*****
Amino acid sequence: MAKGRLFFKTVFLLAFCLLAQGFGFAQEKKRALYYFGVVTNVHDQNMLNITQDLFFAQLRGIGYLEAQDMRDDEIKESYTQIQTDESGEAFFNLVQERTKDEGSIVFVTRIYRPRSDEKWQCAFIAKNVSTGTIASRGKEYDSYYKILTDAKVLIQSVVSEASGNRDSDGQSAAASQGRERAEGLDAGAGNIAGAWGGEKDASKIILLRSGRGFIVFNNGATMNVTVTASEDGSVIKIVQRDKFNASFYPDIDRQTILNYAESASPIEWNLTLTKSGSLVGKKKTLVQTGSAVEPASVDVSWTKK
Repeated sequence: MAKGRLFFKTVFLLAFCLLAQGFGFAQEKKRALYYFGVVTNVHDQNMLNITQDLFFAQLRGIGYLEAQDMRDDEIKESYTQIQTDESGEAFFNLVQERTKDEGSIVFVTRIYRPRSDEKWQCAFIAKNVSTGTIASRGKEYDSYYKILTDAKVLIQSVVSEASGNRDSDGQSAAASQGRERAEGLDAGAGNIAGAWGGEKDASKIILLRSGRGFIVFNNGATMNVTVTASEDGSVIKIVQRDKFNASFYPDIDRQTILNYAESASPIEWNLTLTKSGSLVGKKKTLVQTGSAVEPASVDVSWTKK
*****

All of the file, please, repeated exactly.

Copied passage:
Amino acid sequence: MAKGRLFFKTVFLLAFCLLAQGFGFAQEKKRALYYFGVVTNVHDQNMLNITQDLFFAQLRGIGYLEAQDMRDDEIKESYTQIQTDESGEAFFNLVQERTKDEGSIVFVTRIYRPRSDEKWQCAFIAKNVSTGTIASRGKEYDSYYKILTDAKVLIQSVVSEASGNRDSDGQSAAASQGRERAEGLDAGAGNIAGAWGGEKDASKIILLRSGRGFIVFNNGATMNVTVTASEDGSVIKIVQRDKFNASFYPDIDRQTILNYAESASPIEWNLTLTKSGSLVGKKKTLVQTGSAVEPASVDVSWTKK
Repeated sequence: MAKGRLFFKTVFLLAFCLLAQGFGFAQEKKRALYYFGVVTNVHDQNMLNITQDLFFAQLRGIGYLEAQDMRDDEIKESYTQIQTDESGEAFFNLVQERTKDEGSIVFVTRIYRPRSDEKWQCAFIAKNVSTGTIASRGKEYDSYYKILTDAKVLIQSVVSEASGNRDSDGQSAAASQGRERAEGLDAGAGNIAGAWGGEKDASKIILLRSGRGFIVFNNGATMNVTVTASEDGSVIKIVQRDKFNASFYPDIDRQTILNYAESASPIEWNLTLTKSGSLVGKKKTLVQTGSAVEPASVDVSWTKK